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(Xavier); David Pine, J.W.Canary, Kent Kirshenbaum, MikeWalters, Andy D. Kent (NYU)

The use of nanoparticles for therapy or diagnostic imaging in living systems must address delivery and binding to the target site as well as clearance from the individual. The research team will focus its efforts on nanometer-scale superparamagnetic iron oxide particles surrounded by non-polymeric biocompatible organic shells consisting of small molecules, tethered to the particle surfaces, which will provide greater mobility and diffusion for the imaging agent compared with particles surrounded by polymeric shells. Kolesnichenko and Zhang will synthesize nanoparticles of magnetite, maghemite and other spinel-structured ferrites with dimensions of 2 - 4 nm, attach various hydroxycarboxylic acids (via the carboxylic acid group) to the nanoparticles and study their stability. The size range of these nanoparticles is particularly interesting because it permits rapid clearance and therefore minimizes toxic effects. Canary and Kirshenbaum will design various peptides and peptidomimetic oligomers for direct attachment to the nanoparticles or to the hydroxy groups of previously immobilized hydroxycarboxylic acids, with the aim regulating solubility, target site localization, and self-assembly.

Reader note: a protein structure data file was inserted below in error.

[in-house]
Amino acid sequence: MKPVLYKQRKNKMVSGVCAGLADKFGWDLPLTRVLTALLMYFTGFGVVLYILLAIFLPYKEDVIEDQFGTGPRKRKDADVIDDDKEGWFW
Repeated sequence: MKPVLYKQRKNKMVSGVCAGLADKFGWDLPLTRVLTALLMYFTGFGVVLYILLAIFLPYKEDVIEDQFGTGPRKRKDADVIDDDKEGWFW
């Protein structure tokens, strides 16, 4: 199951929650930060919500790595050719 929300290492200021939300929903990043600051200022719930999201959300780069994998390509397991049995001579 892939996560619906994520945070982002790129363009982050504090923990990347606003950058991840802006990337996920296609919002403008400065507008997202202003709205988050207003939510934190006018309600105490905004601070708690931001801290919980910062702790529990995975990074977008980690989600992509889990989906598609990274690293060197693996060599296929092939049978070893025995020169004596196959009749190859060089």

Research Project 3: Anderson Sunda-Meya (Xavier); Jasnic . Brujic and David. G. Grier (NYU)

The collaboration started during the summer of 2009, when Sunda-Meya, accompanied by Xavier undergraduates Desiree Smith and Jonathan Corley, performed research with Brujic and Grier under the auspices of the existing NYU MRSEC Faculty-Student Team research program. Capitalizing on recent advances in AFM and multifunctional imaging, Sunda-Meya and Brujic will use AFM to investigate the surface morphology of cancer stem cells (CSCs) and interaction forces between specific molecules immobilized on the tip and the cell surface. Anticipating different force signatures between malignant and normal cells, these experiments will create a new diagnostic tool for the detection of cancer cells, as well as means to understand physicochemical attributes, at the fundamental level, associated with cancerous tissue.